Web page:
Water quality related to storm water run-off
"We can't solve problems by using the same kind of thinking we used when we created them," a wise man once said. Jay Michels of Northland NEMO (Nonpoint source pollution Education for Municipal Officials) quoted Albert Einstein's famous saying du...
"We can't solve problems by using the same kind of thinking we used when we created them," a wise man once said.
Jay Michels of Northland NEMO (Nonpoint source pollution Education for Municipal Officials) quoted Albert Einstein's famous saying during a presentation, "Linking Land Use Decisions and Water Quality," at Menahga City Hall Tuesday night.
You can bet that when Einstein died in 1955, one of the last things intriguing his genius mind was not stormwater management, although he might wish that he had invented it first.
In a whirl of matter-of-fact expressions, startling statistics and encouraging success stories, Michels presented information that many had probably never heard of before about pollution, alternatives to current stormwater techniques and what other communities have accomplished.
"What you hear may scare you because you have never heard it before, but I'm going to show you what you can do," Michels forewarned audience members.
He wasn't pushy, although it is hard not to buy into these new concepts - rain gardens vs. "curb, gutter, pipes and ponds," asphalt parking lots vs. cellular confinement grass lots, vegetation vs. pipe, open vs. closed.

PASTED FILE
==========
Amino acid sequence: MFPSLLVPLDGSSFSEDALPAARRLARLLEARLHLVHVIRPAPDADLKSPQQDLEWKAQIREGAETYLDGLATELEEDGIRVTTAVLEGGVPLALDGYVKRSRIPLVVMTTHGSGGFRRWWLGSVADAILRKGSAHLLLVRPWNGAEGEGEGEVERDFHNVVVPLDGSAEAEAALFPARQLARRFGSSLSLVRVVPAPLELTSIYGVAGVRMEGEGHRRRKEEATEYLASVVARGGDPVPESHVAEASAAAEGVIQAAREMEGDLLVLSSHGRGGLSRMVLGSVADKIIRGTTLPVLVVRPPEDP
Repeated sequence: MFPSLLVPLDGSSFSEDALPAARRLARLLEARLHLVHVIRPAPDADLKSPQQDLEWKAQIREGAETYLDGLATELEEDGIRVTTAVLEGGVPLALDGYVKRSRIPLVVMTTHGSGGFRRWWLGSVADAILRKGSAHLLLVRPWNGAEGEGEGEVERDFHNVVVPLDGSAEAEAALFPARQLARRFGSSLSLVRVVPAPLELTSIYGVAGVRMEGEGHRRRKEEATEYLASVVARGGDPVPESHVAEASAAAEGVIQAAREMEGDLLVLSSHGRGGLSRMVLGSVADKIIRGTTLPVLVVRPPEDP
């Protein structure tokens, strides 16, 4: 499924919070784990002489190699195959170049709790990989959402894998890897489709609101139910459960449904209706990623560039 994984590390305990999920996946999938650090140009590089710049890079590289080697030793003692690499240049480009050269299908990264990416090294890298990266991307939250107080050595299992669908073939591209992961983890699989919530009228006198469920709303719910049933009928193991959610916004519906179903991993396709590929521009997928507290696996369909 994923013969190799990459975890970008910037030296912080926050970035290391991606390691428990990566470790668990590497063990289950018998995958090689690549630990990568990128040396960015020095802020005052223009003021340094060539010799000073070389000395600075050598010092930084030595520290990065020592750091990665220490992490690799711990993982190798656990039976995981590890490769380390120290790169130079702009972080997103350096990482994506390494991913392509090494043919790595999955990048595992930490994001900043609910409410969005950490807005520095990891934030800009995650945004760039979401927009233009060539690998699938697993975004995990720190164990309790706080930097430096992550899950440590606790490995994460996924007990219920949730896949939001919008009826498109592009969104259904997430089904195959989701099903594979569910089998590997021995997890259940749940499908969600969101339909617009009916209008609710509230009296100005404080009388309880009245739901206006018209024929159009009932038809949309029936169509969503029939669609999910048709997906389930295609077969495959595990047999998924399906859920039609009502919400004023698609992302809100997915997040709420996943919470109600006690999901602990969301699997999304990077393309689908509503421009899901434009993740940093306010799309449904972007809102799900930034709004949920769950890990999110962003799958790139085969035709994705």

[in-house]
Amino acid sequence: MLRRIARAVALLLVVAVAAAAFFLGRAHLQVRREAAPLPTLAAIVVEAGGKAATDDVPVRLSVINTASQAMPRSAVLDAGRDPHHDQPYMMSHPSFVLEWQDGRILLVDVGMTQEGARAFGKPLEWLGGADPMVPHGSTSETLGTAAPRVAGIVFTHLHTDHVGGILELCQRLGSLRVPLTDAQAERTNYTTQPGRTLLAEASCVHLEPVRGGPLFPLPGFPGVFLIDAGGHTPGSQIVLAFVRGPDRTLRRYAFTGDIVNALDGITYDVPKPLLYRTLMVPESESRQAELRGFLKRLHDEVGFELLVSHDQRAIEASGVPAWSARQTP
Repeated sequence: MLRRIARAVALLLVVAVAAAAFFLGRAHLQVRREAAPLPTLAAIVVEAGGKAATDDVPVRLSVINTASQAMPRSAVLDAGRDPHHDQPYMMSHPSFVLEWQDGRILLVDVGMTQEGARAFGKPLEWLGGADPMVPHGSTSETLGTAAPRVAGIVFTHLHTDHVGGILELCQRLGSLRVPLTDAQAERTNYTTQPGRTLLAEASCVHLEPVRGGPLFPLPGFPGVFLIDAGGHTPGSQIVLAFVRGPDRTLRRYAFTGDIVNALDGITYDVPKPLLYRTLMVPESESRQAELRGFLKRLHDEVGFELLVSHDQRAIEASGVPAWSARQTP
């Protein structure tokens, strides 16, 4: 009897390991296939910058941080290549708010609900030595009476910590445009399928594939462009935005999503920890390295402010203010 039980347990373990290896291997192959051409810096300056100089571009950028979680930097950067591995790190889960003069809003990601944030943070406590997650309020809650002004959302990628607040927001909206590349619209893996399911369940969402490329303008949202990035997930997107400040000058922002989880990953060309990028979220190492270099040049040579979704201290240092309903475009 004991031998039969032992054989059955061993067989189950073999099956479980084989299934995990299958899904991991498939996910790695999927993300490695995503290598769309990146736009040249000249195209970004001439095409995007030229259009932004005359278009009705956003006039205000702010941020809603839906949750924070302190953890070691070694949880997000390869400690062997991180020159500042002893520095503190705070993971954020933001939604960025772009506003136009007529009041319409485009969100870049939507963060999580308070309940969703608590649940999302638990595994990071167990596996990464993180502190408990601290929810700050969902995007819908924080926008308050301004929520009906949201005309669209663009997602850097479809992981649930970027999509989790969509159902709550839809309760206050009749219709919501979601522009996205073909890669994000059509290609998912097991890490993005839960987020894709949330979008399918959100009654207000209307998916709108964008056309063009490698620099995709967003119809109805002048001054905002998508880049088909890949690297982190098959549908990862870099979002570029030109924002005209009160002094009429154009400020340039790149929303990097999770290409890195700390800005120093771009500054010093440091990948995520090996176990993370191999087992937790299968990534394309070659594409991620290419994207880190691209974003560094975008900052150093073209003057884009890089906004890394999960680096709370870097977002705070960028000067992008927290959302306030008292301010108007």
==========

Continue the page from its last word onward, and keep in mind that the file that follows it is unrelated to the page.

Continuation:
"The new world of design principals mimic nature," said Michels, co-author of "The Minnesota Stormwater Manual" and a former planning commission member for the city of Stillwater who, ironically, also worked in the asphalt business for 14 years.
Michels explained how nonpoint source pollution (toxic contaminants, thermal stress, debris, pathogens and nutrients) is the No. 1 water quality problem in the United States. The other statistics are endless: 50 percent of septic systems are not in compliance, 40 percent of the 10 percent of Minnesota lakes studied to date don't meet water quality standards, 58 percent of Minnesotans surveyed said it's okay to dump contaminants into storm sewer drains.
The numbers may speak for themselves, but Michels' accounts of city projects aimed at preventing these frightening statistics were uplifting: an overflow parking lot in Hartford, CT, consisting of a cellular confinement system underneath a grass blanket, the first common septic system in the state in Stillwater, rain gardens instead of curb and gutter in a Little Falls industrial park. The list goes on.
Michels pointed out how Menahga's Spirit Lake is not on the Minnesota Pollution Control Agency's Impaired Waters List, calling it a "gem" for the community. He commended the city for its successful use of a sand filtration system for the lake, recommending other possibilities for the future.
It is difficult to find reasons not to turn your thinking around - these alternatives are often 50 percent less expensive than traditional methods, prevent stormwater runoff, sometimes reverse existing problems and allow citizens to "buy into" their community through volunteer project labor.
"It takes a sales job," Michels told the city council. "It takes enthusiasm. You really have to be an advocate."
Menahga community members, the Menahga City Council and Kari Tomperi of the Wadena County Soil and Water Conservation District should be applauded for inviting NEMO in and digesting this new information.
NEMO's - and many other communities' - "can do and more" attitudes are an example for us all.